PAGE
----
Antecedents to the intention to quit amongst Generation Y Information Technology professionals in software development organisations in South Africa

Booysen, Candice (2019-04)

Thesis (PhD)--Stellenbosch University, 2019.

Thesis

ENGLISH SUMMARY : This study is positioned within the emerging field of positive organisational behaviour and explored the relationships between job embeddedness, leadership, human resources (HR) practices, and intention to quit amongst the Generation Y (Gen Y) within the information technology (IT) sector in South Africa. Numerous studies have globally been conducted to gain an understanding of voluntary turnover among Generation Y employees and, although this subject has enjoyed much attention, researchers have not been able to reach consensus about reasons for the intention of Generation Y individuals to quit their jobs, especially in the IT sector. Job embeddedness is a relatively new concept and limited empirical work exists to test its relevance for various workforce populations or cultures, hence the current study explores the role played by embeddedness in the nomological network of antecedents of intention to quit. This theory has not been previously investigated within this specific sample group – the IT sector – or within the South African context. The study utilised a mixed methods approach, using both qualitative and quantitative methods, employing an interpretivistic and positivistic paradigm for the respective phases. The salient variables identified as antecedents during the qualitative phase (Phase 1) of the research were transformational leadership, job resources, satisfaction with pay, supportive organisational climate and job embeddedness. The data was collected through a purposive sampling method and semi-structured interviews and focus groups. In the subsequent quantitative phase, standardised measuring instruments were used to measure the variables that were identified during the qualitative phase. The initial set of propositions and the proposed conceptual model were revised based on the outcomes of the qualitative phase. The quantitative phase included a pilot study (Phase 2) during which the online questionnaire was tested by making use of the purposive sample of Generation Y employees who were approached during the qualitative phase and who were willing to re-engage voluntarily. Phase 3, as part of the quantitative phase of the study, represents the main study of this research project, in that it aimed at empirically evaluating the measurement model, as well as testing the propositions relating to the proposed structural model. Data was collected through the snowball technique, where Generation Ys who participated in previous phases were asked to refer their colleagues in the software industry. A total of 270 usable questionnaires were collected and statistically analysed. During Phase 3, three models were consecutively subjected to a series of statistical analyses. Each model was evaluated by means of goodness-of-fit statistics (confirmatory factor analysis), exploratory factor analysis appropriate to the nature of the statistical question posed, and path least square (PLS)-based evaluations of the measurement and structural models. A factorially derived model was produced after the series of statistical analyses, which excluded the organisational links sub-construct of job embeddedness and highlighted the need for further development in terms of the measurement model. The constructs identified as antecedents to intention to quit were satisfaction with benefits, job embeddedness, supportive organisational climate and transformational leadership. With the unique combination of variables and the evolving construct of job embeddedness, this study can be deemed as contributing to the existing theory of and literature on job embeddedness and intention to quit. This study concludes with recommendations for future research, as well as practical interventions offered regarding the retention strategies for Generation Y employees in the software development industry in South Africa.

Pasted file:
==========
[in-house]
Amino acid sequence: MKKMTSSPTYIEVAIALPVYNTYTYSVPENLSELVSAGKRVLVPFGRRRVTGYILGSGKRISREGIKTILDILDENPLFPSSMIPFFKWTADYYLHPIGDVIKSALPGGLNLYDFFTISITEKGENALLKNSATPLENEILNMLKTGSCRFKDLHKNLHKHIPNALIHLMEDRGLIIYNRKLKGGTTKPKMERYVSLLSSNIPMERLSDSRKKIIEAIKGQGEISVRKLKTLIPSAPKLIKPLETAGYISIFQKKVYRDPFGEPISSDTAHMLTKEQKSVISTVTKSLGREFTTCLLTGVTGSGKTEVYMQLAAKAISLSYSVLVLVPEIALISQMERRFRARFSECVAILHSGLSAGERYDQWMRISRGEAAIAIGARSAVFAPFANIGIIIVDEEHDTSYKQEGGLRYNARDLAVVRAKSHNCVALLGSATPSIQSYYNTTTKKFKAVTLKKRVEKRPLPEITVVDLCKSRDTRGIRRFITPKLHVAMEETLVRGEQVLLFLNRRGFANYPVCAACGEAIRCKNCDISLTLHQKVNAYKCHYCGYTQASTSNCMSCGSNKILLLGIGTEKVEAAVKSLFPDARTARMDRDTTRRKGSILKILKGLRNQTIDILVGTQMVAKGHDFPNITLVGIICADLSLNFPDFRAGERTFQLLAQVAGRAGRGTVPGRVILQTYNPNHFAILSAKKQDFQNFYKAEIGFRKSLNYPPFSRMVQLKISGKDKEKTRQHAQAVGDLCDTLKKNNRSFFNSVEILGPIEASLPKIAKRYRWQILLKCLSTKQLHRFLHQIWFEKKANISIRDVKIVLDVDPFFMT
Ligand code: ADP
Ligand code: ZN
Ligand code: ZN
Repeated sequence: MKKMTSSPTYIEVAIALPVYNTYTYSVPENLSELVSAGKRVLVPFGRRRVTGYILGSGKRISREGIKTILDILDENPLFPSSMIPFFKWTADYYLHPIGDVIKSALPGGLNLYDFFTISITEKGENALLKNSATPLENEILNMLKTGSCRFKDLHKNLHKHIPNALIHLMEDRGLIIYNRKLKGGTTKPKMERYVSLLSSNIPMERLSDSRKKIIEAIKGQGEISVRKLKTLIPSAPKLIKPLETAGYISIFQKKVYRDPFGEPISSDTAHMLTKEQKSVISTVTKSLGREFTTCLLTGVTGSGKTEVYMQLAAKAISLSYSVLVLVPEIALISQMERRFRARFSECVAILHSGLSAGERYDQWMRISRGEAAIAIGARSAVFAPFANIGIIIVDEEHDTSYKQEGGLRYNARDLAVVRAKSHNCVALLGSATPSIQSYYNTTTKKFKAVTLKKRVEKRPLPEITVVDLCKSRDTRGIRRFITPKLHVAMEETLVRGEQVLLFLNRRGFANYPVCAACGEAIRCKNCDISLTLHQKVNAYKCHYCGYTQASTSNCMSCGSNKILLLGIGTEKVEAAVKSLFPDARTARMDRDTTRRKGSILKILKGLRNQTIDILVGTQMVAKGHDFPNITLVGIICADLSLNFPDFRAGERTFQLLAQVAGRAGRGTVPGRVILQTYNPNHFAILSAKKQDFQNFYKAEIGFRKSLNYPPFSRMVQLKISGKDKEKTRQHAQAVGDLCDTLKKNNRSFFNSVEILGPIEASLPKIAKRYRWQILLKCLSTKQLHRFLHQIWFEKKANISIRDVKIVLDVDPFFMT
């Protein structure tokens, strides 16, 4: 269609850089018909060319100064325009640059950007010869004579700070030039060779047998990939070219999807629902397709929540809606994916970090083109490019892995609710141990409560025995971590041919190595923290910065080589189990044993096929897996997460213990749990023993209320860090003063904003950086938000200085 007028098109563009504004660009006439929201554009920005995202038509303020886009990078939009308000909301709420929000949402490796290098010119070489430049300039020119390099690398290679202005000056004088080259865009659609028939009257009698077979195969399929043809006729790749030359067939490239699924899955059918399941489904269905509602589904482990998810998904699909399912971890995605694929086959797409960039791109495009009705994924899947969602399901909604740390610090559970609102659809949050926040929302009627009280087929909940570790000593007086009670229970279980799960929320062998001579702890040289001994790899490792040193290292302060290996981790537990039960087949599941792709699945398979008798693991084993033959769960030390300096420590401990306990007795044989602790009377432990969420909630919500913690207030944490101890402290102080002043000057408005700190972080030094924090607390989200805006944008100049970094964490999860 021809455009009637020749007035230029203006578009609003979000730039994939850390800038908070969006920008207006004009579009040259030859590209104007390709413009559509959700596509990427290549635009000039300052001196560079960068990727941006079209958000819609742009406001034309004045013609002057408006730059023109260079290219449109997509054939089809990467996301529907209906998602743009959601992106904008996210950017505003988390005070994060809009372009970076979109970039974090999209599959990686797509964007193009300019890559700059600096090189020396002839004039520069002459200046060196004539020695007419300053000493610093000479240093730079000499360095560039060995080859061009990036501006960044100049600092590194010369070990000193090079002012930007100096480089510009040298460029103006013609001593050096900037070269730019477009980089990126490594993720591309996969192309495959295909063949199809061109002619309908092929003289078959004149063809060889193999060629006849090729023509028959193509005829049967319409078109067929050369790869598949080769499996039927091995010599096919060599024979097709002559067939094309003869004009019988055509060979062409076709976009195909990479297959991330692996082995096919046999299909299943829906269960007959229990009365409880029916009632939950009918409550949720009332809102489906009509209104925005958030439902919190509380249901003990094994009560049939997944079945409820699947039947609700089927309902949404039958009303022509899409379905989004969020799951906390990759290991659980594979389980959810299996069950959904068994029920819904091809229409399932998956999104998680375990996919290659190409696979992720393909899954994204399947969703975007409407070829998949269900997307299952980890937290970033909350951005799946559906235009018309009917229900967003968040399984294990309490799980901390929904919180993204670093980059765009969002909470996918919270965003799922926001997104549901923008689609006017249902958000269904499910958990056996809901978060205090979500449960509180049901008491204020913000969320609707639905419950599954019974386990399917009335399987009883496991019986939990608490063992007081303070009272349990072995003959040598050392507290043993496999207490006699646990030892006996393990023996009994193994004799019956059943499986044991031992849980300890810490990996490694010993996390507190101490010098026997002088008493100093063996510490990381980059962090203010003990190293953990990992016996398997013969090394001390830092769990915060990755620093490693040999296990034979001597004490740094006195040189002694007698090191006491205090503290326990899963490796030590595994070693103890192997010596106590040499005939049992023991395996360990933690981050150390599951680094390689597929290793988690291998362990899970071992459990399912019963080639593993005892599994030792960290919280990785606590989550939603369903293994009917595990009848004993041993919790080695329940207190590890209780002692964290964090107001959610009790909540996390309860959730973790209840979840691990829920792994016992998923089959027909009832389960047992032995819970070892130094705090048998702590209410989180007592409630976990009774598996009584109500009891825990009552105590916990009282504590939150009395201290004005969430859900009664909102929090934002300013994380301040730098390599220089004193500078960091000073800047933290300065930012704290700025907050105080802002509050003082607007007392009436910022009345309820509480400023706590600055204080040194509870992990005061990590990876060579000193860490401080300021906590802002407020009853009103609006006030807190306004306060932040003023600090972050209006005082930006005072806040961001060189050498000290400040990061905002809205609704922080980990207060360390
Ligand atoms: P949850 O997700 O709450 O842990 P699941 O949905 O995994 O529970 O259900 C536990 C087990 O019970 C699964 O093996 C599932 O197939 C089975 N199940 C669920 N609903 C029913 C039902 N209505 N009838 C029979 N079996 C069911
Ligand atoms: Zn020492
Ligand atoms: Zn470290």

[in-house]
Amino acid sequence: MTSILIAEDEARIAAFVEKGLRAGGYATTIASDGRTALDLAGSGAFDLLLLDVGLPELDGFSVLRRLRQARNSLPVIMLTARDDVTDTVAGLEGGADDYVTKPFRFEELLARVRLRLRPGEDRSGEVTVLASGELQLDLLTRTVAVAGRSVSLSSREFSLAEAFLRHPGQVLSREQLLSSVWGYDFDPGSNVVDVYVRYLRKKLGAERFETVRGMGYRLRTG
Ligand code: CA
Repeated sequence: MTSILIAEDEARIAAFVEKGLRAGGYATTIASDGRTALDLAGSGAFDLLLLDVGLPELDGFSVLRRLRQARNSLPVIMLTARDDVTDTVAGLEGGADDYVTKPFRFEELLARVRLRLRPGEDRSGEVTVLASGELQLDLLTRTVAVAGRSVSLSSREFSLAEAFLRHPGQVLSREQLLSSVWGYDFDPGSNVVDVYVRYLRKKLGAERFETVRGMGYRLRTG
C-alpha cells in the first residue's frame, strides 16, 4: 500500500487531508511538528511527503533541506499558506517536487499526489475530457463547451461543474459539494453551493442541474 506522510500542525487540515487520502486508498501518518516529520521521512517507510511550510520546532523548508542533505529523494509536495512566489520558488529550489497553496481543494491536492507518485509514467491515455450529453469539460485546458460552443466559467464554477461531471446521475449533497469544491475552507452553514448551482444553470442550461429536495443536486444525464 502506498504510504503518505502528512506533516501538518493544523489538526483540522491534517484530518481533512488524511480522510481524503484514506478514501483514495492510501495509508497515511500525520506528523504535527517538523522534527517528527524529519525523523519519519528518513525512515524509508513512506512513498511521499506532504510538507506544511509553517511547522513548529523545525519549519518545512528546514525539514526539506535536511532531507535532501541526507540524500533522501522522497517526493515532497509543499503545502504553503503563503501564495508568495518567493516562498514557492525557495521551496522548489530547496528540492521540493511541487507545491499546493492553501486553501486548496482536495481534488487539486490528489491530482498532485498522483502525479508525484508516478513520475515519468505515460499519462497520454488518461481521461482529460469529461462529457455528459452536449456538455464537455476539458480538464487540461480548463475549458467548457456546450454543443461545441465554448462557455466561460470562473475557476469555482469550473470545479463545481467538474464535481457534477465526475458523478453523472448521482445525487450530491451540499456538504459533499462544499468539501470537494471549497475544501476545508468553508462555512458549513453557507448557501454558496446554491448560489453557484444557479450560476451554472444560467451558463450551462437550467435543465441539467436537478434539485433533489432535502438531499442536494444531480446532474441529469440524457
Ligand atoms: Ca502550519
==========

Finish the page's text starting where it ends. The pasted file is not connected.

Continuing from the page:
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Please refer to this item in SUNScholar by using the following persistent URL: http://hdl.handle.net/10019.1/106184
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